Prayer Vigils Held At Prison, Churches, Governor's Mansion

Some 40 death penalty opponents prayed, sang hymns and lit candles here Wednesday evening as Tracy Alan Hansen was put to death by lethal injection a quarter-mile away in a secured state penitentiary.

"This is a sad moment as we participate in a premeditated murder,'' said Sister Donna Gunn of the Catholic Diocese of Jackson, who led the vigil.

It started at 5 p.m., an hour before Hansen was put taken to the death chamber. He was executed for killing state Trooper Bruce Ladner in 1987.

Similar vigils were held at churches across the state. About 100 people held a somber gathering outside the Governor's Mansion in downtown Jackson. It wasn't clear whether Gov. Ronnie Musgrove -- who could have stopped the execution -- was in the mansion.

James Smith of Canton, who carried a hand-lettered sign that said "Thou Shalt Not Kill,'' said no state should carry out executions.

"The Lord said, 'Vengeance is mine,''' Smith said. "We should let him decide what's right and what's wrong.''

At Parchman, Gunn and others who support a moratorium on the death penalty gathered in a designated area near a building typically used to screen inmate visitors. Gunn visited Hansen late Wednesday afternoon and assured him that she and others would pray for him. She said he was resigned, remorseful and "very peaceful.'' Gunn's vigil also included prayers for Ladner's family.

"We can't appreciate the pain they're going through,'' she said. "Our prayers are against violence of all kinds.''

Joining Gunn was a group from Memphis called the "Tennessee Coalition to Abolish State Killings.'' Others held signs and wore T-shirts with slogans like "Execute Justice, Not People'' and "Redemption, Not Revenge.'' They read aloud portions of Psalms 25 and 130 and sang "Be Not Afraid,'' "Let There Be Peace on Earth'' and other religious hymns.

In a separate area across the parking lot, a few representatives of Survival Inc., a Tupelo-based victims' rights group, held a vigil. Survival Inc. founder Carolyn Clayton lit a candle and said a prayer for the Ladners as the execution was carried out. Clayton said death penalty opponents at times can turn the tables on victims' families and direct some of the negative spotlight toward them.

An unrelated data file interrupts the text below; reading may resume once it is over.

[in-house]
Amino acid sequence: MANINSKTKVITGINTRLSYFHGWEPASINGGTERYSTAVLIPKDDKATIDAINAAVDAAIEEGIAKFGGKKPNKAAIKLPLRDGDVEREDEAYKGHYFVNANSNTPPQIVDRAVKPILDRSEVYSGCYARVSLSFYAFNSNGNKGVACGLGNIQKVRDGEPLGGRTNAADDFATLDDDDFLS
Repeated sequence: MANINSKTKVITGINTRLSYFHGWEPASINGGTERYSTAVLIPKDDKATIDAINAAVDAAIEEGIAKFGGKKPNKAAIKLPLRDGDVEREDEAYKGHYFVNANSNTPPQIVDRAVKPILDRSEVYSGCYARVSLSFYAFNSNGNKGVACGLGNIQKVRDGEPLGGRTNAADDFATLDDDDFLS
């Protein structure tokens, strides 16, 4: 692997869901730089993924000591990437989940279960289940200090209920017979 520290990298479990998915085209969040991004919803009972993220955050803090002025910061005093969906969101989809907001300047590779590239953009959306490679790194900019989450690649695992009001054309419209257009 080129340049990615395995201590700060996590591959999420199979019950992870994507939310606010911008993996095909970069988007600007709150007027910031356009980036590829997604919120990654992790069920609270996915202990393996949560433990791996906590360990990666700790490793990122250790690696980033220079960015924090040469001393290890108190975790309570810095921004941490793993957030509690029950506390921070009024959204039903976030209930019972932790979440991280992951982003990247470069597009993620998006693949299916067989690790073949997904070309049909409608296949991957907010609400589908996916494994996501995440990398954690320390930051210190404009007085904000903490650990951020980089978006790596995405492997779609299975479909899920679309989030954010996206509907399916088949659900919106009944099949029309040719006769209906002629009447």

"We want to let the Ladner family know that this is not in any way their fault,'' Clayton said. "They should not be made to feel bad. (Hansen) did this to himself.''

Those outside the Governor's Mansion prayed silently as the hour for Hansen's execution approached. With church bells tolling at 6 p.m., they lit white candles. Moments later, the crowd quietly sang "Amazing Grace.''

Members of Ladner's family arrived at Parchman shortly before 4 p.m. in a chartered bus from the Gulf Coast. Prison officials set aside a secured area at the penitentiary for the family. The slain trooper's brother, Kirk Ladner, and sons Damon and Brandon Ladner were on hand to witness the execution.

Prison officials gave updates throughout the day on Hansen's state of mind, meals, visitors and phone calls. Corrections officials locked down the penitentiary on Tuesday. Access was limited to the main gate on U.S. 49 West where past prayer vigils had been allowed.

Former Parchman warden Don Cabana, who oversaw three executions in the 1980s, said the mood on death row is usually a somber one because "one of their own is going to die.''